Fantasy Football Repercussions of Carson Wentz to the Colts
The second domino in the quarterback offseason stack fell on February 18th, with the Eagles sending Carson Wentz to the Indianapolis Colts for a 2021 third-round draft pick, plus a conditional 2022 second-round pick that could turn into a first-rounder if Wentz plays 75% of the snaps this season or 70% of the snaps and the Colts make the playoffs.
— 4for4 Fantasy Football (@4for4football) February 18, 2021
This trade gives the Colts their starting quarterback for the 2021 season and clears the path for the Jalen Hurts era to begin in Philadelphia. From a fantasy perspective, both teams could potentially benefit, so let’s dive into how Wentz to the Colts could pan out for both teams this season.
Last year was a brutal one for Wentz and the entire Eagles offense, frankly. He led the league in interceptions and fumbles, and was appropriately benched after 12 contests. Wentz set career-lows in completion percentage (57.4%), passing yards (2,620), yards per game (218.3) and yards per attempt (6.0).
While it is easy to place the blame for lack of production solely on Wentz’s shoulders—other than rushing, which he surprisingly set career-highs in both average run (5.3) and touchdowns scored (5)—last year’s dropoff was not entirely the quarterback's fault.
The Eagles' offensive line was never fully healthy, and as a result, Wentz was just two sacks behind Russell Wilson as the second-most sacked signal-caller in 2020, hitting the ground 50 times. His receiving corps didn’t exactly help him out either, as the Eagles’ 20 dropped passes tied for ninth in the league.
Can Wentz provide a bounce-back for fantasy managers in 2021 and redeem himself after such a miserable campaign?
The Fit in Indianapolis
Wentz is reunited with former coach Frank Reich and his offensive system, which certainly doesn’t hurt his chances of redemption. There’s an obvious boost in protection for the 28-year-old quarterback, as the Colts' offensive line is perennially among the best, although they did suffer some late-season injuries at tackle last year.
When looking at his acquired weapons in Indy, it’s sort of a mixed bag. Despite having no Colts wideout crack fantasy WR4 territory last season, their receivers are on the other side of the spectrum as the Eagles in drops, as they boasted the sixth-fewest dropped balls in the league in 2020.
There is some talent in the receiver room, with Michael Pittman and Parris Campbell both young and showing improvement. T.Y. Hilton is trending downwards, but is also a free agent in 2021, along with Trey Burton and Mo Alie-Cox. The Colts drafting a stud wide receiver and/or a tight is certainly a possibility as well, as they were one of a few teams to consistently use three inline players last year. (Check out Anthony Staggs's Mock Draft to see which receiver he has going to the Colts in the first round.)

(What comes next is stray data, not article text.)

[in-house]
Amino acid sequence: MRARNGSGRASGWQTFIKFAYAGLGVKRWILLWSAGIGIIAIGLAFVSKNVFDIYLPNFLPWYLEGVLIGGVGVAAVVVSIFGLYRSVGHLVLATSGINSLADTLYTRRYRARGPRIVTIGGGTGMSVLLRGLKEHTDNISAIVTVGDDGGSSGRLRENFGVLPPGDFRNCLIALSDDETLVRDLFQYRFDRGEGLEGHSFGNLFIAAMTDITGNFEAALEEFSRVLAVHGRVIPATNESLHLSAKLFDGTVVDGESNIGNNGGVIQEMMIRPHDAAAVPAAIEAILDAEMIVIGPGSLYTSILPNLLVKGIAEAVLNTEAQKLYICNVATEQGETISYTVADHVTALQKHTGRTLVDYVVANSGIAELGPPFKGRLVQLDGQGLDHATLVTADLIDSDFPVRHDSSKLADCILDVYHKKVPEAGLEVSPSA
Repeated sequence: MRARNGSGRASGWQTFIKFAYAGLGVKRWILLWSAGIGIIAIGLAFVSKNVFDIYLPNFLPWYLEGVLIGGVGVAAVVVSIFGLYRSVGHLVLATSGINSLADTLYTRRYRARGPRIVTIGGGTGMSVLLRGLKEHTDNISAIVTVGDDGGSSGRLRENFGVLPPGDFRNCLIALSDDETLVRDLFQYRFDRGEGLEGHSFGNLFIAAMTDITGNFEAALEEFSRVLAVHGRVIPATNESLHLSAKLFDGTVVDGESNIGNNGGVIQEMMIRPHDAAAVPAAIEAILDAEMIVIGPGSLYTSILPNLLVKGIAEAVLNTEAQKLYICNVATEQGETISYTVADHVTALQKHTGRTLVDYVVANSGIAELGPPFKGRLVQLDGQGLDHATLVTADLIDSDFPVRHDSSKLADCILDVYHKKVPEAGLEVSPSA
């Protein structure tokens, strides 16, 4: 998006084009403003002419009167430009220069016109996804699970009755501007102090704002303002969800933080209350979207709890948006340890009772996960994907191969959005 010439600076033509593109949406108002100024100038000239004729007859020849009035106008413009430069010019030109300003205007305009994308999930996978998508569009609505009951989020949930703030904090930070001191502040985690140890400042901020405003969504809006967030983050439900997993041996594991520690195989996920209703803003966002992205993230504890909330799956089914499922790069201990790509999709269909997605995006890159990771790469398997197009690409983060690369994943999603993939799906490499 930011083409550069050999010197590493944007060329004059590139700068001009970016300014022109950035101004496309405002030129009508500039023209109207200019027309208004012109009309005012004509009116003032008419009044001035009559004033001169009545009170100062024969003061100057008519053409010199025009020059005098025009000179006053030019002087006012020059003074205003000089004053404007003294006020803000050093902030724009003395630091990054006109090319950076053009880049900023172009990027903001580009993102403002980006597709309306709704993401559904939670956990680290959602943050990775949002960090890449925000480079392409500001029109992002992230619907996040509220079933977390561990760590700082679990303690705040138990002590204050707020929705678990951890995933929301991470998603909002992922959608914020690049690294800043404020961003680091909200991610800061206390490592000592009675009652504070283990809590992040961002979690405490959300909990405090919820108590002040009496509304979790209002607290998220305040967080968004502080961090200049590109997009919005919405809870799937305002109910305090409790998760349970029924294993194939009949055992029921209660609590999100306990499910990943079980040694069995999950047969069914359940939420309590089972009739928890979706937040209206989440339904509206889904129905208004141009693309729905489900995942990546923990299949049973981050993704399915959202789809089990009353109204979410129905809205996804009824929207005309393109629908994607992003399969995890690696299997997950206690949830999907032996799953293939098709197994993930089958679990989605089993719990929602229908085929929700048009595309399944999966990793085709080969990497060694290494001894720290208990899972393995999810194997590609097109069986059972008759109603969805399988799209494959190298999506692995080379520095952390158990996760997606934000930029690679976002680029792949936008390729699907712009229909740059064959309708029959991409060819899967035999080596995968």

As far as predicting fantasy output, both Pittman and Campbell should be treated as WR3/WR4s with upside, as Wentz is just too inconsistent to count on much more, plus Reich’s offense tends to spread the volume around and not hammer one particular receiver.
I see Wentz as a fantasy QB2 heading into 2021, draftable late in best-ball formats and Superflex leagues. In redraft, I just don’t see him cracking the top 12 due to his landing in a run-first offense and lack of current star power.
What about the Eagles?
Jalen Hurts was the QB9 in fantasy over the final four weeks of last season. His dual-threat ability lands him a seat at the QB1 table for 2021. Both Jalen Reagor and Dallas Goedert could see a decrease in targets with Hurts under center, but nothing too crazy. As a rookie, Hurts exceeded 300 passing yards in two of his three full starts, so the guy is certainly capable of moving an offense via the air.
A rushing quarterback isn’t exactly great for Miles Sanders's potential in 2021, but he was RB6 in half-PPR points with Hurts at the helm, so that’s somewhat encouraging. The coaching staff is new and, hopefully, they’ll invest more in Sanders as a three-down back, but that’s to be determined.
- Carson Wentz’s trade to the Colts can potentially be beneficial for both offenses. This is of course before free-agent movement or NFL Draft additions make their impact on both teams’ rosters.
- Treat Carson Wentz as a QB2; he's a viable option late in best-ball formats and as a second QB in Superflex leagues.
- Michael Pittman and Parris Campbell are growing and improving, and are considered upside WR3/WR4s heading into free agency.
- Jalen Hurts has QB1 potential with plenty of upside as a dual-threat (unless they draft a quarterback, which then makes it a wait-and-see approach).
- Jalen Reagor and Dallas Goedert could see a small dip in volume, with Miles Sanders also a possibility for a downgrade.